Skip to main content

Silken Skin review

François Truffaut serves up another passionate drama in this little-known French gem

A welcome reissue in a new print of one of the lesser-known French new wave gems.

Made in 1964, its director François Truffaut described this Hitchcockian tale of adultery triggering a crime passionnel as “a violent answer to Jules Et Jim,” his previous film about a love triangle.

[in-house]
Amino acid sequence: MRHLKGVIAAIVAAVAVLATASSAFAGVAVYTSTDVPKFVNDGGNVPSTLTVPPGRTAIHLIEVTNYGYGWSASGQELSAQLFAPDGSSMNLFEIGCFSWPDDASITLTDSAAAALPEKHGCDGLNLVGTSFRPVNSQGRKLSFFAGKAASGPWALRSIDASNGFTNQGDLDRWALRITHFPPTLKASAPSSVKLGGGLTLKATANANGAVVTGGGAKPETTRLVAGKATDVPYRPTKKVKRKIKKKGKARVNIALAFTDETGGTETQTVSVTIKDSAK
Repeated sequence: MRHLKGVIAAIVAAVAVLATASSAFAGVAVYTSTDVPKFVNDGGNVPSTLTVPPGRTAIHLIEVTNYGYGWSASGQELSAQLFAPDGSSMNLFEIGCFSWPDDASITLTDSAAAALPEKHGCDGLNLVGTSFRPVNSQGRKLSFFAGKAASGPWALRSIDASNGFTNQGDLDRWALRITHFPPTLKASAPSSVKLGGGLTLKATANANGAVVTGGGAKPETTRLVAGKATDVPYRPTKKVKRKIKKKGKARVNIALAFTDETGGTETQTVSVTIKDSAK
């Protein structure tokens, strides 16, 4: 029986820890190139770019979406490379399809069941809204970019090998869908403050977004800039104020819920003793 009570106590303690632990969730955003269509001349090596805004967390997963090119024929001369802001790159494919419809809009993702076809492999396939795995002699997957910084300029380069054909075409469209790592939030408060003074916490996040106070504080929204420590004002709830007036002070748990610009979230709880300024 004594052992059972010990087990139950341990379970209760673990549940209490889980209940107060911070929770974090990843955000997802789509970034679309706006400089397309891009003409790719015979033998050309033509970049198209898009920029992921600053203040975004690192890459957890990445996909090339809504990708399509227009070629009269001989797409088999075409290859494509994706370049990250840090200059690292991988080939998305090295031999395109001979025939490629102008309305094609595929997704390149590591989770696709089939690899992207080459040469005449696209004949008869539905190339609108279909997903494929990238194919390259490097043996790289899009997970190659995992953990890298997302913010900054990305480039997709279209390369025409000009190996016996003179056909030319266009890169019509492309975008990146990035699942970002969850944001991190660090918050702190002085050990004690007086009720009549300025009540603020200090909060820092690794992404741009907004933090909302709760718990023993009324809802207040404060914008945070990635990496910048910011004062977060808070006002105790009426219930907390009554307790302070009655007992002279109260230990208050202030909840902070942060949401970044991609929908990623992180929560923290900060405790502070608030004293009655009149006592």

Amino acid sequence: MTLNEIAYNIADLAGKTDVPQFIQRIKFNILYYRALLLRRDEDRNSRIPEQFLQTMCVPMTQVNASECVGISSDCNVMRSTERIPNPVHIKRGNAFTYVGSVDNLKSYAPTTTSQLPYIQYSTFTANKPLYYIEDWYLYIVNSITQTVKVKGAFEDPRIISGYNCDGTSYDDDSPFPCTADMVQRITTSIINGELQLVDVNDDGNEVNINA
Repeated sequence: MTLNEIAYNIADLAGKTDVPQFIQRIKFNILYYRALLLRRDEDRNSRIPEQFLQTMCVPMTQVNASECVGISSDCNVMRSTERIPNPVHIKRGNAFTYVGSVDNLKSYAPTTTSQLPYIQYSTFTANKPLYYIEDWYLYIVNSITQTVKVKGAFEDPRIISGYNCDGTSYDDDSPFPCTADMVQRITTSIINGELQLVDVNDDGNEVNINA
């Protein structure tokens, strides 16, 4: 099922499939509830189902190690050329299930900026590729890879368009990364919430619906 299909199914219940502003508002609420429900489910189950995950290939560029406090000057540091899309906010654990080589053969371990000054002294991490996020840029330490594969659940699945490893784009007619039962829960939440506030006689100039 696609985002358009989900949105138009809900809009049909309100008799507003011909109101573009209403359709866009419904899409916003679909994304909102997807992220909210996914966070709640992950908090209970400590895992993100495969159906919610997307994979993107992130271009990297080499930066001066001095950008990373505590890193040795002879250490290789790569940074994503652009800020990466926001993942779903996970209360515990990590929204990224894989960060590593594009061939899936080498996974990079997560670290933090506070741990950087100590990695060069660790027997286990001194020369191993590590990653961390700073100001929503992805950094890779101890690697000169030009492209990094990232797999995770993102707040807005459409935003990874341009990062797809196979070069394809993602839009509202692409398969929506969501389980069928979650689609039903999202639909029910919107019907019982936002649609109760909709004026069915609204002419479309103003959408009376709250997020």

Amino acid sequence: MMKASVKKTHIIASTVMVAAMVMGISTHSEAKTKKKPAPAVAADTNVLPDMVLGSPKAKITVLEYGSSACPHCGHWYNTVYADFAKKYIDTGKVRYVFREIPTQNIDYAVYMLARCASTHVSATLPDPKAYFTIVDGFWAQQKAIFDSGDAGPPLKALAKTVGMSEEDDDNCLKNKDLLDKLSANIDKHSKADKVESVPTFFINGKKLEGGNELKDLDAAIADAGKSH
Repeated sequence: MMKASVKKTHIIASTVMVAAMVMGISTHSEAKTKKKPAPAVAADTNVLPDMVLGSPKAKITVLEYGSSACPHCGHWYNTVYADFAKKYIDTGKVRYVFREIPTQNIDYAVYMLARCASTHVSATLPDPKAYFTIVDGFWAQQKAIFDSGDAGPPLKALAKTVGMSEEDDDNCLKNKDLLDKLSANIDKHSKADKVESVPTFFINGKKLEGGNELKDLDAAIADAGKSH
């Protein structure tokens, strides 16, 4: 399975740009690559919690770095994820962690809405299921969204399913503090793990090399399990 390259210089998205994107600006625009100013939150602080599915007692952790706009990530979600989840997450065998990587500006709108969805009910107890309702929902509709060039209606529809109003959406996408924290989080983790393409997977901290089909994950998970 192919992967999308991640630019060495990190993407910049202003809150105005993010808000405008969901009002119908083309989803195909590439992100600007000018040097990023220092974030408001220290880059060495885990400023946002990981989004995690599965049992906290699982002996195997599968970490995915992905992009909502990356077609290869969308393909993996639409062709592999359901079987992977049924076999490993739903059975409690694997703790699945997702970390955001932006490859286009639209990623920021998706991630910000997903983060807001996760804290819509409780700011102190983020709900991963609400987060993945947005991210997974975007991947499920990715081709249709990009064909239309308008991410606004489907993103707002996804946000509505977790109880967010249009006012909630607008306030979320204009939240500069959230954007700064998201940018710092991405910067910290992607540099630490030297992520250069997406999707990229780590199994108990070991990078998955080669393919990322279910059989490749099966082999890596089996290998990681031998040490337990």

Here, Jean Desailly plays Lachenay, a middle-aged Parisian writer who’s married to Franca (Nelly Benedetti), but who has an affair with air stewardess Nicole (Françoise Dorleac).

Strikingly shot in monochrome by Raoul Coutard and poignantly scored by Georges Delerue, Silken Skin (aka La Peau Douce) doesn’t spoon-feed us conventionally ‘sympathetic’ characters: instead, Truffaut plays up their fateful inability to communicate meaningfully in a modern urban world.

More info

Available platformsMovie